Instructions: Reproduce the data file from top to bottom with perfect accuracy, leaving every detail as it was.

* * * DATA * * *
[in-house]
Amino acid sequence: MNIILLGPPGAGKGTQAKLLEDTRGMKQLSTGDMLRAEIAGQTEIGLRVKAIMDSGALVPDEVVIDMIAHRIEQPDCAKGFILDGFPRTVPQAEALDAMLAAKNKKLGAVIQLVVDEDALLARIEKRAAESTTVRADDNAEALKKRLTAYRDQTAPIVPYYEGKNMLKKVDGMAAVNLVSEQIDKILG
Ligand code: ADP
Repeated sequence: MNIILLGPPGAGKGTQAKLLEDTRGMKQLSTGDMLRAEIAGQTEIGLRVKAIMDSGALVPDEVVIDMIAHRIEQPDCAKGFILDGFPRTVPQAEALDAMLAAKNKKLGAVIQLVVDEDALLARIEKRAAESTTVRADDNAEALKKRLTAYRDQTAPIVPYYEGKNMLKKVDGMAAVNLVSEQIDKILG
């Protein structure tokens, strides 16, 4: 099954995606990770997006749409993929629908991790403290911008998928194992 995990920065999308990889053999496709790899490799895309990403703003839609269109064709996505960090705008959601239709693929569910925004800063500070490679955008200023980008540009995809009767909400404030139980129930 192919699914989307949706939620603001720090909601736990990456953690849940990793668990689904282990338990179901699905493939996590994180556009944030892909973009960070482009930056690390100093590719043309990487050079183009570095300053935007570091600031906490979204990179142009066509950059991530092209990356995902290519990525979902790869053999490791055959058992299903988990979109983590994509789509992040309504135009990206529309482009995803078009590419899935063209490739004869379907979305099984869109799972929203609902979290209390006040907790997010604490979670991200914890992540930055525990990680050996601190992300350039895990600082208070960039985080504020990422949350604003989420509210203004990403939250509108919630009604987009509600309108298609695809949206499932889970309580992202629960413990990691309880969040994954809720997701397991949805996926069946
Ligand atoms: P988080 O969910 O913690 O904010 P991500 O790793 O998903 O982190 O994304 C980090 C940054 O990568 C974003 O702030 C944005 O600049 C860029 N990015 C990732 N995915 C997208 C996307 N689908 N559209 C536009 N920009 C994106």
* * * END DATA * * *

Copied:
[in-house]
Amino acid sequence: MNIILLGPPGAGKGTQAKLLEDTRGMKQLSTGDMLRAEIAGQTEIGLRVKAIMDSGALVPDEVVIDMIAHRIEQPDCAKGFILDGFPRTVPQAEALDAMLAAKNKKLGAVIQLVVDEDALLARIEKRAAESTTVRADDNAEALKKRLTAYRDQTAPIVPYYEGKNMLKKVDGMAAVNLVSEQIDKILG
Ligand code: ADP
Repeated sequence: MNIILLGPPGAGKGTQAKLLEDTRGMKQLSTGDMLRAEIAGQTEIGLRVKAIMDSGALVPDEVVIDMIAHRIEQPDCAKGFILDGFPRTVPQAEALDAMLAAKNKKLGAVIQLVVDEDALLARIEKRAAESTTVRADDNAEALKKRLTAYRDQTAPIVPYYEGKNMLKKVDGMAAVNLVSEQIDKILG
């Protein structure tokens, strides 16, 4: 099954995606990770997006749409993929629908991790403290911008998928194992 995990920065999308990889053999496709790899490799895309990403703003839609269109064709996505960090705008959601239709693929569910925004800063500070490679955008200023980008540009995809009767909400404030139980129930 192919699914989307949706939620603001720090909601736990990456953690849940990793668990689904282990338990179901699905493939996590994180556009944030892909973009960070482009930056690390100093590719043309990487050079183009570095300053935007570091600031906490979204990179142009066509950059991530092209990356995902290519990525979902790869053999490791055959058992299903988990979109983590994509789509992040309504135009990206529309482009995803078009590419899935063209490739004869379907979305099984869109799972929203609902979290209390006040907790997010604490979670991200914890992540930055525990990680050996601190992300350039895990600082208070960039985080504020990422949350604003989420509210203004990403939250509108919630009604987009509600309108298609695809949206499932889970309580992202629960413990990691309880969040994954809720997701397991949805996926069946
Ligand atoms: P988080 O969910 O913690 O904010 P991500 O790793 O998903 O982190 O994304 C980090 C940054 O990568 C974003 O702030 C944005 O600049 C860029 N990015 C990732 N995915 C997208 C996307 N689908 N559209 C536009 N920009 C994106």